“It’s much harder to say no if there’s a face they can associate with you,” Lowder explained.
Historically, attorneys nationwide don’t have the best records when it comes to pro bono service.
Explanations for the lack of involvement are varied.
Some attorneys just don’t report the pro bono hours they do in their private firms.
And neither the N.C. State Bar nor the N.C. Bar Association keeps track of how many pro bono hours lawyers may be providing annually.
That’s not unusual. According to the American Bar Association, only seven states require mandatory pro bono reporting.
Other times, lawyers are willing to do pro bono work, but they don’t take the first step in offering their services.
A 2009 ABA study found that 77 percent of lawyers who provided pro bono representation did not seek it out themselves. Legal aid organizations had to approach them first.
The LANC coordinators have had the same experience.
Typically, the attorneys that take the initiative to contact LANC are younger or new the area, Mansaray said.
But when it comes to PAI requests, sometimes lawyers’ rejections are reasonable. They may have too much work to do when the coordinator calls.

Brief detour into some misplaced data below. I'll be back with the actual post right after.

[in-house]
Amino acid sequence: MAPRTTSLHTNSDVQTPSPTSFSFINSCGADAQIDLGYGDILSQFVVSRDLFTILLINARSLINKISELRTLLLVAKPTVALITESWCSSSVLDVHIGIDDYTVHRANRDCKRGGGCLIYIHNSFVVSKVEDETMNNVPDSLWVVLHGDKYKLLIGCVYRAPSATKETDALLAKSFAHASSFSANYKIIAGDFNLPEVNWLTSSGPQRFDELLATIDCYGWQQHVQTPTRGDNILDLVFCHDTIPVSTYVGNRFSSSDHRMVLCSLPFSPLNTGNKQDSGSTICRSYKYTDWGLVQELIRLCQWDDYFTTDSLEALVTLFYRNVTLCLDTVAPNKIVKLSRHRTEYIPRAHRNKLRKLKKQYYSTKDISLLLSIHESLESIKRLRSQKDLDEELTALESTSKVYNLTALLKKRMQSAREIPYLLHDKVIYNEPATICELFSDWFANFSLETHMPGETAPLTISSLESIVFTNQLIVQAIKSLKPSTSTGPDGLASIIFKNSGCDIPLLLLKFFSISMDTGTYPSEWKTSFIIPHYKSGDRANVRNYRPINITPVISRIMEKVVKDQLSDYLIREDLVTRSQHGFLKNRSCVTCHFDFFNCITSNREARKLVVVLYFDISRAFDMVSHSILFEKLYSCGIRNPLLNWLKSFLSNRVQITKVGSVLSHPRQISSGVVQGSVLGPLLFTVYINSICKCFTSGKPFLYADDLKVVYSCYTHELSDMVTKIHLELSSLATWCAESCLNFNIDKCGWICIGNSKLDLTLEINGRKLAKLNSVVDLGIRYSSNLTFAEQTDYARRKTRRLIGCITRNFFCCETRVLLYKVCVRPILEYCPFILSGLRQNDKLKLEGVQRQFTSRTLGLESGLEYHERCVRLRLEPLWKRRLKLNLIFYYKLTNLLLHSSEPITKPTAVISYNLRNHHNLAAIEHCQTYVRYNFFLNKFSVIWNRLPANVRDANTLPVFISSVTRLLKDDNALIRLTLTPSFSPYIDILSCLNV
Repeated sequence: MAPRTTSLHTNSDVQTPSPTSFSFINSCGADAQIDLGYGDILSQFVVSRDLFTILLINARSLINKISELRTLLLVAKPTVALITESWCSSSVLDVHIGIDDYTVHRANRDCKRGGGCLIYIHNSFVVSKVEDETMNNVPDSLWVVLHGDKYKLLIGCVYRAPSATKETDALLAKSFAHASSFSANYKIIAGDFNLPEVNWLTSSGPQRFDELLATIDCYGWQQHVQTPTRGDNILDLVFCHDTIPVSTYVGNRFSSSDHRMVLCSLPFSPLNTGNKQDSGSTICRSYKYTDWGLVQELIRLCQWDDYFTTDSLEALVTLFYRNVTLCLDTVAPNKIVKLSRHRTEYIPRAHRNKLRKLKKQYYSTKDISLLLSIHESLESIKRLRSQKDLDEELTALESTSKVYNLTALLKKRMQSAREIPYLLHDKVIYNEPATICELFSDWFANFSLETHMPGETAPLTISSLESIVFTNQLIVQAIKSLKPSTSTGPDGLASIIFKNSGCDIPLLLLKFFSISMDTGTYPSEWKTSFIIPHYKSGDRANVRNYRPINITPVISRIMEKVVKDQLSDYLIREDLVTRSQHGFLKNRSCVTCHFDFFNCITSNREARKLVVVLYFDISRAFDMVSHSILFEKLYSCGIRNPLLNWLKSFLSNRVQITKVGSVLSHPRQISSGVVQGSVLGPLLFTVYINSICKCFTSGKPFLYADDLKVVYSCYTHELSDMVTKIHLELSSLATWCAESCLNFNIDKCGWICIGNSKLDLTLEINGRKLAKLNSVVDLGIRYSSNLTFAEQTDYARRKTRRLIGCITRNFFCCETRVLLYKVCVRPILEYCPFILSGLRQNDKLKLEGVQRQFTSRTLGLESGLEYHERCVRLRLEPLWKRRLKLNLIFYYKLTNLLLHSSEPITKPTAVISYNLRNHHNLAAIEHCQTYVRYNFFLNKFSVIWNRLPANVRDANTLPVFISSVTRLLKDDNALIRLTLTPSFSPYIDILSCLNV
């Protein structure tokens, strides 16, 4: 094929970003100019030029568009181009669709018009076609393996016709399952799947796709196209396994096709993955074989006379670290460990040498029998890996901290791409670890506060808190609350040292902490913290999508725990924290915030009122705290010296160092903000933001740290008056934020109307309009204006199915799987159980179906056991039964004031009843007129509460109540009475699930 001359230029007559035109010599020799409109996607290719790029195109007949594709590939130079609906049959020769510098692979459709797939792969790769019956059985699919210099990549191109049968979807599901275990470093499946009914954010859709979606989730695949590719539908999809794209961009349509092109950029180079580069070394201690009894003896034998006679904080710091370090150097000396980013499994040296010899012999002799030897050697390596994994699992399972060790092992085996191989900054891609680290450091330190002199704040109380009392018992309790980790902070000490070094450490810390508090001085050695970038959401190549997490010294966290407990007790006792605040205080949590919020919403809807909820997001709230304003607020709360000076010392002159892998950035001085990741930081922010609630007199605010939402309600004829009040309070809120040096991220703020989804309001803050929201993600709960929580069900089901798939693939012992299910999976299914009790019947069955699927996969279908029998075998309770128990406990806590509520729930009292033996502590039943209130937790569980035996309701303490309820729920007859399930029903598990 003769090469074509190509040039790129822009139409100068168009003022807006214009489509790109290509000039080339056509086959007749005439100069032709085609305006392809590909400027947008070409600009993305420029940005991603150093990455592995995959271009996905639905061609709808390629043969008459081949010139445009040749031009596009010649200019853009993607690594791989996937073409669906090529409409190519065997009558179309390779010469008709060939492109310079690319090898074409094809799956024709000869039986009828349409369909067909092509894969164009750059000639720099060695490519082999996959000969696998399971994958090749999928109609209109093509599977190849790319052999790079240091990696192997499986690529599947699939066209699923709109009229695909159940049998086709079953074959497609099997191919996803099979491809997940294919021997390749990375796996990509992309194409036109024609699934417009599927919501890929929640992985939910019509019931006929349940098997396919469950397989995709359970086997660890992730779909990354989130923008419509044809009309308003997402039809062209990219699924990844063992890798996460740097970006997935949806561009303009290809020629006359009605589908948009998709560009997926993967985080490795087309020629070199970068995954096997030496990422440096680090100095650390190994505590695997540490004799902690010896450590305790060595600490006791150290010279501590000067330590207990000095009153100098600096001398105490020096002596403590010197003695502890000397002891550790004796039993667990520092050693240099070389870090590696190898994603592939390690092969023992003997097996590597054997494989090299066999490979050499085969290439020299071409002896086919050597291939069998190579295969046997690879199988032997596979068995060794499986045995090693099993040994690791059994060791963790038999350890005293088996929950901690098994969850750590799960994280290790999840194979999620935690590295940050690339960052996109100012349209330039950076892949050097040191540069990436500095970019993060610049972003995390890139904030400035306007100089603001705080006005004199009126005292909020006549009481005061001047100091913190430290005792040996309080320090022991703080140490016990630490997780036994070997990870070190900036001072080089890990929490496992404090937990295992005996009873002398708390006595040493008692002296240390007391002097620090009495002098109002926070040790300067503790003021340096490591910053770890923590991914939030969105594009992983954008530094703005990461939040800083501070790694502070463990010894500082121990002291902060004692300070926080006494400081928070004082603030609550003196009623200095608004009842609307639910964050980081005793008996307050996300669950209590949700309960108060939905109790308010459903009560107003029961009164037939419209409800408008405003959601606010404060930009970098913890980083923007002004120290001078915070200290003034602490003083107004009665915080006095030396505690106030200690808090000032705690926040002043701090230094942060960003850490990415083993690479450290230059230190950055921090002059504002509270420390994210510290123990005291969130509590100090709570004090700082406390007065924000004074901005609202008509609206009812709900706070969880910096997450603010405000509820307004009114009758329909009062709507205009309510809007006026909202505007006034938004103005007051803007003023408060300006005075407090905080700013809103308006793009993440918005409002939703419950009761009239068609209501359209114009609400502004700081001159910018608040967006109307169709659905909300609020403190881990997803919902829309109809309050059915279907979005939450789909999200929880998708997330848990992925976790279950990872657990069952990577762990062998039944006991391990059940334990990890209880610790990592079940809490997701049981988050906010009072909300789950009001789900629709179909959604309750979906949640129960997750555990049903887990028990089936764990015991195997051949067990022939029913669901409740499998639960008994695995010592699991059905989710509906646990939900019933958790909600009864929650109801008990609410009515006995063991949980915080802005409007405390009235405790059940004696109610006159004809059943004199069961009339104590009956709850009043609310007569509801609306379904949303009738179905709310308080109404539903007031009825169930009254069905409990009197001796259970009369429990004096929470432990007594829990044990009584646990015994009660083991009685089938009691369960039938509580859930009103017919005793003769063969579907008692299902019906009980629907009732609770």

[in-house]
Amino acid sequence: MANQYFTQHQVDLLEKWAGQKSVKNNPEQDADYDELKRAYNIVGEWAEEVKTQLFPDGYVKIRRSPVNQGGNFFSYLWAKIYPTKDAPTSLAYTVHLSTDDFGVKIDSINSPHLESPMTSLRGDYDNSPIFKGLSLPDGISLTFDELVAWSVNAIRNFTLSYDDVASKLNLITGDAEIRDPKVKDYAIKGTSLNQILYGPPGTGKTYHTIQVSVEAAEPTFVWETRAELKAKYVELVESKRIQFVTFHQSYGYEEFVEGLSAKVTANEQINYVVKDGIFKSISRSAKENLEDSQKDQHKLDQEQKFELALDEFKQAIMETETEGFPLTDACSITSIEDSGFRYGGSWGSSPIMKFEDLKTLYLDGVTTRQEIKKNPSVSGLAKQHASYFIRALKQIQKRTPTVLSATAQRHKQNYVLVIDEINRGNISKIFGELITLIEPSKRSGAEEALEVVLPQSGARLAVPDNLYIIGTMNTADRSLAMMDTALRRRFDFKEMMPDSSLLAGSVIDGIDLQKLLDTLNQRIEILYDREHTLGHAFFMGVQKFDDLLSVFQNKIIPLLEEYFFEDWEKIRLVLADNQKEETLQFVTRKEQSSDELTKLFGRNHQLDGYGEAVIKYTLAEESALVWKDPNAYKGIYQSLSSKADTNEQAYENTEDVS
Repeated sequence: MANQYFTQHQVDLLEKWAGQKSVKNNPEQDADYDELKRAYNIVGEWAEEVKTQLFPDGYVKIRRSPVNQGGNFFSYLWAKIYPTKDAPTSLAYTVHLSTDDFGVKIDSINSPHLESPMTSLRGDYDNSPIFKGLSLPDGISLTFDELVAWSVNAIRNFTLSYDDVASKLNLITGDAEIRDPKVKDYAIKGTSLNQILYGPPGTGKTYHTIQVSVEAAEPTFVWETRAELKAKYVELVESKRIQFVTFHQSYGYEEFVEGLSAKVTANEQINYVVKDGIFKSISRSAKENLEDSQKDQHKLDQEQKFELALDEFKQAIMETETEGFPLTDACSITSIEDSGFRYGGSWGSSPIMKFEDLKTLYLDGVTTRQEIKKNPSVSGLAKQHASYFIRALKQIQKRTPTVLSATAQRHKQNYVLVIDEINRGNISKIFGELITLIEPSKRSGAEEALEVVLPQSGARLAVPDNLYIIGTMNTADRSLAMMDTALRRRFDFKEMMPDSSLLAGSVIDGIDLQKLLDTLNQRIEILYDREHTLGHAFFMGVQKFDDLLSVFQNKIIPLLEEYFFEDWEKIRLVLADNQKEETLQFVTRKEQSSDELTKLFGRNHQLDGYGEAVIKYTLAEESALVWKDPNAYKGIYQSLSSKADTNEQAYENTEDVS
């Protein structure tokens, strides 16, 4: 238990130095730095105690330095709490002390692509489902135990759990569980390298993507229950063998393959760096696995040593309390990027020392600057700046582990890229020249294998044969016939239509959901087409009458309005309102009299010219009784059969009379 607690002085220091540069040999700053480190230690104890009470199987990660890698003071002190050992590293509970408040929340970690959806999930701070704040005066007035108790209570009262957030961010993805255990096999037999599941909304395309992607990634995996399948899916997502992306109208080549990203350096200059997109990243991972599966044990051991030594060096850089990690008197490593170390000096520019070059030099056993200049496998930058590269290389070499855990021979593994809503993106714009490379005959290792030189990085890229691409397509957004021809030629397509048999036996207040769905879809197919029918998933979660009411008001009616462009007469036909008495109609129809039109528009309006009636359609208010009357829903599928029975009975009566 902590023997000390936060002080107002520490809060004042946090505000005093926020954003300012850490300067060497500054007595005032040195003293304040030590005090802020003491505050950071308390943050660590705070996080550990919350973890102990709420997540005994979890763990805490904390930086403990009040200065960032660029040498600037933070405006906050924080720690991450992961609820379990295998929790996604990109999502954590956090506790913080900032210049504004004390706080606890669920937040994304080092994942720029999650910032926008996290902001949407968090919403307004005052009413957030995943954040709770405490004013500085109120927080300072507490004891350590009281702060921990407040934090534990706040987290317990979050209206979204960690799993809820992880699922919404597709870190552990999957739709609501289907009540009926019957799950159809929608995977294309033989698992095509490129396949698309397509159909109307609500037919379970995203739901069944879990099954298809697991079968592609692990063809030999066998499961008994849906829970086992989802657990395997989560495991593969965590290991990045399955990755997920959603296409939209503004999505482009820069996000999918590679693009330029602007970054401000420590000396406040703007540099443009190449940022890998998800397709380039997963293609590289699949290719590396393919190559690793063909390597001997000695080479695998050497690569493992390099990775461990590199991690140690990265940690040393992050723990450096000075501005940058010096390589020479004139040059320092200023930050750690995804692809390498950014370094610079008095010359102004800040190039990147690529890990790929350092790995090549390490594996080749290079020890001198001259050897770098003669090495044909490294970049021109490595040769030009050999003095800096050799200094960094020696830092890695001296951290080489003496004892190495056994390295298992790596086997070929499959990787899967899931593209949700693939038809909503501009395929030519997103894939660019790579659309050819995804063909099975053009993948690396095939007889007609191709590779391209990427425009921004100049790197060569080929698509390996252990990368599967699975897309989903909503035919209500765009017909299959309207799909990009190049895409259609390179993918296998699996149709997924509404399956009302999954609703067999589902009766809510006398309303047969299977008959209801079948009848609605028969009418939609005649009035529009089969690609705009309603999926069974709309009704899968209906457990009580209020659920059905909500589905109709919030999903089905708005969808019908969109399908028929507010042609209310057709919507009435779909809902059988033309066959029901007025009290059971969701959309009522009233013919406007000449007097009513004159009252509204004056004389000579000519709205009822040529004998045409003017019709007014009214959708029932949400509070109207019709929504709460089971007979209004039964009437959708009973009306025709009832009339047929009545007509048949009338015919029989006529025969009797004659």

For example, Montgomery County only has seven attorneys, Gabriel-Alford said.
“It’s not necessarily that they’re not being charitable. It’s just that they’re dividing all the work for that county among themselves, so the question is do they have time for anything additional?” she said.
The economic downturn complicated matters because law firms struggling with layoffs or who hired fewer associates were pressed to keep those attorneys generating billable income.
“When you’re asking someone to donate their wage-earning time, sometimes they’ve got to say no,” Mansaray said. “We’ve all got to put groceries on the table.”
However, PAI coordinators also come up against some philosophical walls that are harder to break down, noted Cynthia Alleman, who was named the NCBA’s 2010 Pro Bono Attorney of the Year in June.
“There’s an emphasis in the legal field that success is largely defined by what you make,” Alleman told Lawyers Weekly. “I think that explains a lot in terms of attorneys who don’t give back because of the pressure that they either put themselves under - or the firms put them under - to be successful, and they define success by money,” she explained.
Sometimes PAI coordinators convince skeptical lawyers to take a case by explaining that LANC puts all of its clients through an intensive screening process before making referrals.
“It’s not necessarily a guarantee, but I think people sort of know that if they get a call from a PAI at a legal aid office, then that person’s been screened and the case is a good one,” said Mansaray. “It’s not the same as someone calling you blind and saying, ‘Can you help me for nothing?’”
Want to volunteer to provide pro bono service?
Go to Legal Aid of North Carolina's "Pro Bono Service" webpage for information on how to provide pro bono service. OR, contact the "Private Attorney Involvement (PAI) Coordinator" at your local LANC office.